The investor who picked up an under-utilised Melbourne CBD apartment building on a one per cent yield in 2017 is ready to cash in after adding substantial value to the airspace.
Dysin Investment Partners can expect more than $8 million for 21-23 Anthony Street which was listed for sale this week as a development site, permit-ready for an 11-level student accommodation complex.
The proposal could be reworked as a hotel, traditional ‘own your own’ apartment building – or even an office – but the tower isn’t designed with any car parks.
It would offer 18 bike racks, though.
The outgoing 21-23 Anthony Street
The c1954 three level ex office and workshop on the site is utilised as a residential investment with five car garage and rooftop garden: six flats were collecting a total $57,000 in annual rent when it last sold for $5.65m.
At that time, the marketing agents promoted the substantial development upside of the 291 square metre parcel – zoned Capital City 1 in a precinct of the city which has seen a major building boom since 2005.
One of the brokers who promoted it – David Sia – has been given the appointment again.
Now with a newly formed team and company, Tiga Commercial, the executive is selling 21-23 Anthony Street with colleagues Nicholas Hii and Martin Leong, both who also recently held posts at “big four” commercial agencies.
The 21-23 Anthony Street proposal
Dysin is also planning a top level park at its 21-23 Anthony Street residential building, but it will be three times higher.
Its permit allows for 76 studio style units in a 12-level, 12.2 metre wide structure with windows on its east and west facade.
Each floor has an average of eight dwellings. The top, an outdoor communal space, will also contain an inbuilt BBQ, dining tables and seating areas.
Slab Architects, which this month won approval to develop its next office headquarters, in Collingwood, penned the 21-23 Anthony Street proposal.
All the new neighbours
The Dysin block is in a small lane between Franklin and A’Beckett streets within cooee of Queen Victoria Market.
Addresses immediately west of the market are zoned West Melbourne.
Properties to the north are classified as North Melbourne – except for those in the stretch of Elizabeth Street from Victoria Street to the Haymarket Roundabout – the city’s new Biomedical precinct – which are considered Melbourne.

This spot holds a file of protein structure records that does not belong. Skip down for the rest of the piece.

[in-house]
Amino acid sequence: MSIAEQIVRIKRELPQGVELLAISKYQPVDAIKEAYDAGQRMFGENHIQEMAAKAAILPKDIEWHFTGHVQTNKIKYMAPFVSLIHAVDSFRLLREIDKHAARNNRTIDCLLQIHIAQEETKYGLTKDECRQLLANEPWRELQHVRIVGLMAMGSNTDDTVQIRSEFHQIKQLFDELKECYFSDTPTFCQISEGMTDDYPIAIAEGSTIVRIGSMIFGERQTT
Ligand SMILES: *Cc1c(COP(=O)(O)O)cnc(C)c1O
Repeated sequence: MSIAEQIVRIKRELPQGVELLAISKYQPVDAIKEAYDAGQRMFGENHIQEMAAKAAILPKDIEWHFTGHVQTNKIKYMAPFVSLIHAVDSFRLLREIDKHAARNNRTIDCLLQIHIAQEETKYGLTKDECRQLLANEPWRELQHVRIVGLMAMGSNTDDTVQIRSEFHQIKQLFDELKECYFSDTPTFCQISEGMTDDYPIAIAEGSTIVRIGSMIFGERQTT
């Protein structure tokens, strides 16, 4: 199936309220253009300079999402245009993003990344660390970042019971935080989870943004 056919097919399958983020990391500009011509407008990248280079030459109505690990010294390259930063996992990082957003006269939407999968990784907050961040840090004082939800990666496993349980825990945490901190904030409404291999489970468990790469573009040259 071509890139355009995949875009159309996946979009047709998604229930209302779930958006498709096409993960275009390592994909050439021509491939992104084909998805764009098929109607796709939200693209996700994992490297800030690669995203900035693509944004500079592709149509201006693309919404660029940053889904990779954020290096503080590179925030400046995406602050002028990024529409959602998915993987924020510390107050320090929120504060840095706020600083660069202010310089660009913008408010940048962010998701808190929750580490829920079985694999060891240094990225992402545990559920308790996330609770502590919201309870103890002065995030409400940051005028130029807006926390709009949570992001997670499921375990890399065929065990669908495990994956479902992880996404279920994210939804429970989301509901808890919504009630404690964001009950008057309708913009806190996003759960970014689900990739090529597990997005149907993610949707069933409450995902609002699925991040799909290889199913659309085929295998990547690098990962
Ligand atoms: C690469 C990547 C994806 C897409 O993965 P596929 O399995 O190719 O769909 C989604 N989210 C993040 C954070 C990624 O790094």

Queen Victoria Market is also where the area’s biggest redevelopment is taking shape, incorporating what is known in planning circles as the Munro site – a 6329 sqm parcel City of Melbourne acquired for $76m in 2014 from a local family which held it since 1910.
The government is spending $250m on extending and modernising its retail facility, one of the city’s most popular tourist attractions.
But it controversially sold part of the market block, then permitted it to make way for a 38-level apartment building (artist’s impression, below right).
The purchaser, PDG Group, banked $333.5m on-selling the complex last July on a funds-through basis to Mirvac, which will retain it as a build-to-rent investment.
Other mooted projects in the pocket include SP Setia’s 65-level Uno at 111 A’Beckett Street, a site earmarked until recently for a complex called Paradigm.
A little further away is a major infrastructure investment – the State Library train station, part of the $11 billion Metro Tunnel project which will connect North Melbourne and the University of Melbourne to South Yarra via the city.
Recently completed residential projects around 21-23 Anthony Street include the landmark 92-storey Aurora Melbourne Central at 224 La Trobe Street, Victoria One at 452-472 Elizabeth Street, Light House at 450 Elizabeth Street, Swanston Central at 168 Victoria Street and Iglu Melbourne City at 229 Franklin Street.
The former Central Equity headquarters at 350 Queen Street on the south east corner of A’Beckett Street was recently replaced with a couple of major skyscrapers within a project called Queens Place.